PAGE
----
WORCESTER, Mass. – Worcester Polytechnic Institute (WPI) recognized seven distinguished members of its academic community during the university's annual Honors Convocation on April 22. The awards honored five WPI faculty members, a staff member, and a graduate student for outstanding research, teaching, advising, and contributions to the community.
Peter R. Christopher, professor of mathematical sciences, received the Board of Trustees’ Award for Outstanding Teaching. The award recognizes faculty members for excellence in teaching coupled with outstanding professional contributions. Christopher was honored for his ability to “communicate challenging concepts in a way that everyone understands,” his citation noted. “His skill in sharing his knowledge with students in a clear and captivating manner, one that holds students’ attention for the duration of the class, is truly remarkable.” In Denmark to advise WPI student project teams, he “accepted” the award via a live video link.
Joel J. Brattin, professor of literature, received the Board of Trustees’ Award for Outstanding Research and Creative Scholarship. The award recognizes continuing excellence in research and scholarship by faculty members over a period of at least five years. Brattin is internationally recognized for his scholarship on novelist Charles Dickens (he is also a leading authority on rock guitarist Jimi Hendrix). He was elected president of the Dickens Society of Americas in 2000 and helped bring to WPI the Fellman Dickens Collection, now a mecca for Dickens scholars.
Kristen L. Billiar, associate professor of biomedical engineering, received the Board of Trustees’ Award for Academic Advising, which recognizes the important role that academic advisors play in guiding and mentoring students through stages of professional and personal development. Billiar was honored for his unstinting efforts to make time to help his many advisees, for creating online advising resources, and for the interest he takes in not only helping students prepare for the future, but become responsible citizens.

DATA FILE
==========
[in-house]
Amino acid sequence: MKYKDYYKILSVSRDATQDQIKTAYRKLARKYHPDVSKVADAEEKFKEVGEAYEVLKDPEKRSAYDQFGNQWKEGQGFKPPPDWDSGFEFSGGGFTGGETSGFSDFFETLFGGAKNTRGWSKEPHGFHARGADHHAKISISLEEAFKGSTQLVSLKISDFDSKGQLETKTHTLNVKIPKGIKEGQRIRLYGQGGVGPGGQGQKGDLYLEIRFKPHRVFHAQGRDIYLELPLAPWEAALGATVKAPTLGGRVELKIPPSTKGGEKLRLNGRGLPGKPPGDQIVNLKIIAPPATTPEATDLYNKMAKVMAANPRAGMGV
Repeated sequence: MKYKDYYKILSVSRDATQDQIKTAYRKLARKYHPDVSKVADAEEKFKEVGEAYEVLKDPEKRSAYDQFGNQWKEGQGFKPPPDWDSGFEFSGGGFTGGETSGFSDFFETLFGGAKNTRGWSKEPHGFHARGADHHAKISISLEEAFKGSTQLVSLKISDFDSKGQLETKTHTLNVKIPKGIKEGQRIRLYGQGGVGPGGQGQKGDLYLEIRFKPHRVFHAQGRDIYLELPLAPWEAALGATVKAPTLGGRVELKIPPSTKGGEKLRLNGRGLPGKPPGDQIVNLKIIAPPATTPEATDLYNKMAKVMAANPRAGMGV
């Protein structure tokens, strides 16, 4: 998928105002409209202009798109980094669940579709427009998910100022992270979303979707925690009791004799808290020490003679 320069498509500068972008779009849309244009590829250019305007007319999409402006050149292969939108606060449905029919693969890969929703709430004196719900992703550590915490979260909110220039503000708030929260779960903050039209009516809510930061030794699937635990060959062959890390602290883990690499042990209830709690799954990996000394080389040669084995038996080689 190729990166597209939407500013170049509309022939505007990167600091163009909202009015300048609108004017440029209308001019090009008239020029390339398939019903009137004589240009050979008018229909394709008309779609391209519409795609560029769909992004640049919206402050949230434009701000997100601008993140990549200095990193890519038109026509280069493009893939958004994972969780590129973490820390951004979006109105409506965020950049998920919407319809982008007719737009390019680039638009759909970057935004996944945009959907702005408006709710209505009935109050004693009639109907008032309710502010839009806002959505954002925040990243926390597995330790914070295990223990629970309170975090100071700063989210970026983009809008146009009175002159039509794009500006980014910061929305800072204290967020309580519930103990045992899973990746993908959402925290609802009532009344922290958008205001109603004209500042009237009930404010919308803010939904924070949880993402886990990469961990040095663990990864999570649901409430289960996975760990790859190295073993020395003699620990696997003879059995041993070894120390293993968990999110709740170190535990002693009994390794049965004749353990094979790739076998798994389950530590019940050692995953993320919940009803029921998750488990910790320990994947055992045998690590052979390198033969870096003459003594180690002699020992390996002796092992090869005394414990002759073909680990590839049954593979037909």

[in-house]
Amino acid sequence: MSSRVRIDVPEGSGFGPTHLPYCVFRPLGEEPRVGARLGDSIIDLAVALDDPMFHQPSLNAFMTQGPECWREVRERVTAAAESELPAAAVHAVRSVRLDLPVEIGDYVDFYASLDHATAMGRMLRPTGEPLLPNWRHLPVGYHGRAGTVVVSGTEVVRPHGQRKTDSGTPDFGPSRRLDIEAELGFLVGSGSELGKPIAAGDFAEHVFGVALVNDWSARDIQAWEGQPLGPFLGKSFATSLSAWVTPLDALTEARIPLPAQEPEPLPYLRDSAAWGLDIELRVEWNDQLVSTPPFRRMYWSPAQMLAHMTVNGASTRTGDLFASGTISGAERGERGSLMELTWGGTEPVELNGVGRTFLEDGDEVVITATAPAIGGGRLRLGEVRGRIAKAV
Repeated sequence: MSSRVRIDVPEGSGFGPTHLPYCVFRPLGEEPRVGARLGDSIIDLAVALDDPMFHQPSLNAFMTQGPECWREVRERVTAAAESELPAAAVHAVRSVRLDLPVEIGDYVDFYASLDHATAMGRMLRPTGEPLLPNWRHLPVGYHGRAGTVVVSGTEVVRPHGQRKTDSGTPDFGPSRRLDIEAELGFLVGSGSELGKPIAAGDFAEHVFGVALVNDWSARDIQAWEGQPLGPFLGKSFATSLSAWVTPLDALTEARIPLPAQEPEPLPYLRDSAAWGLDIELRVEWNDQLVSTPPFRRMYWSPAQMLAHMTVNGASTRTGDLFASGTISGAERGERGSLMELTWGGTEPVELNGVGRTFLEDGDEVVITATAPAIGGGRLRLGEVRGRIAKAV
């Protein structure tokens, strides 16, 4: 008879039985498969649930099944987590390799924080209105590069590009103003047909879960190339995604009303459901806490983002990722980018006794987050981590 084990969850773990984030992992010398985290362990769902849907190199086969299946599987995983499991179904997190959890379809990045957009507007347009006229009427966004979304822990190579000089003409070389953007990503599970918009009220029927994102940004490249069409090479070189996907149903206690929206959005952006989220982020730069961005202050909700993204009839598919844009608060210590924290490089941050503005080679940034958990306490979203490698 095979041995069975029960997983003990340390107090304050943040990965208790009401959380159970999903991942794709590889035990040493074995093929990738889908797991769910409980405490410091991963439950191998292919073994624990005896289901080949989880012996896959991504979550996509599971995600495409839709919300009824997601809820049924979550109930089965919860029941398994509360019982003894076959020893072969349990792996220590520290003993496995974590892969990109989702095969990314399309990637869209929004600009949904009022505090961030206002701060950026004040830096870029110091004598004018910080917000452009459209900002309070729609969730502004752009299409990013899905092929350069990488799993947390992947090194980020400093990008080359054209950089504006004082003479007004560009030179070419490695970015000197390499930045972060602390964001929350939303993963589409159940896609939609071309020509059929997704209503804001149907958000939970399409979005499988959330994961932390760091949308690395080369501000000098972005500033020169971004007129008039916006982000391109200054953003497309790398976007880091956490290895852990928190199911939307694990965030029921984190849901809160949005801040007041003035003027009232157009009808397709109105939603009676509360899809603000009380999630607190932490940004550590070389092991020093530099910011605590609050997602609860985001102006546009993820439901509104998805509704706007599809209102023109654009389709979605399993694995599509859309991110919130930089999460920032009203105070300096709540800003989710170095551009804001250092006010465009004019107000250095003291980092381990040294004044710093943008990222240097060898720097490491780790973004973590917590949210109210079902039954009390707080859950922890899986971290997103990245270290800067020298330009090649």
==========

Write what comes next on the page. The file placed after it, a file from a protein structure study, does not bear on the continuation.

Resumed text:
Christopher J. Bartley, head men’s basketball coach, received the Denise Nicoletti Trustees' Award for Service to Community. Established in 2003 in memory of WPI’s first tenured female faculty member in electrical and computer engineering, it is presented to a member of the faculty or staff in recognition of passion and action in serving the needs of a community. Bartley’s remarkable success as a coach is exceeded only by the impact he has had on the community as a board member of Big Brothers Big Sisters of Central Mass/Metrowest and a mentor to WPI students. His example has inspired 100 students (the men’s and women’s basketball teams; four fraternities and sororities) to become Big Brothers and Big Sisters.
Robert Lindeman, assistant professor of computer science, and Joshua Rosenstock, assistant professor of humanities and arts, shared the Romeo L. Moruzzi Young Faculty Award. Presented in memory of a longtime faculty member in WPI's Electrical and Computer Engineering Department, the award recognizes innovation in undergraduate education. Lindeman and Rosenstock, who teach in WPI’s Interactive Media & Game Development major, reconstructed their respective Technical Game Development and Artistic Game Development courses to run in parallel, with synchronized and complementary content and joint projects, an approach to the teaching game development with little precedent at any university.
Saurabh Vilekar, a graduate student in chemical engineering, received the Teaching Assistant of the Year Award, which recognizes the contributions graduate students make to the quality and success of WPI’s undergraduate curriculum. Vilekar was honored for his “superb intellect and his motivation to deliver high-quality educational services to our students through extra office hours, help sessions, and mentoring activities,” according to his award citation.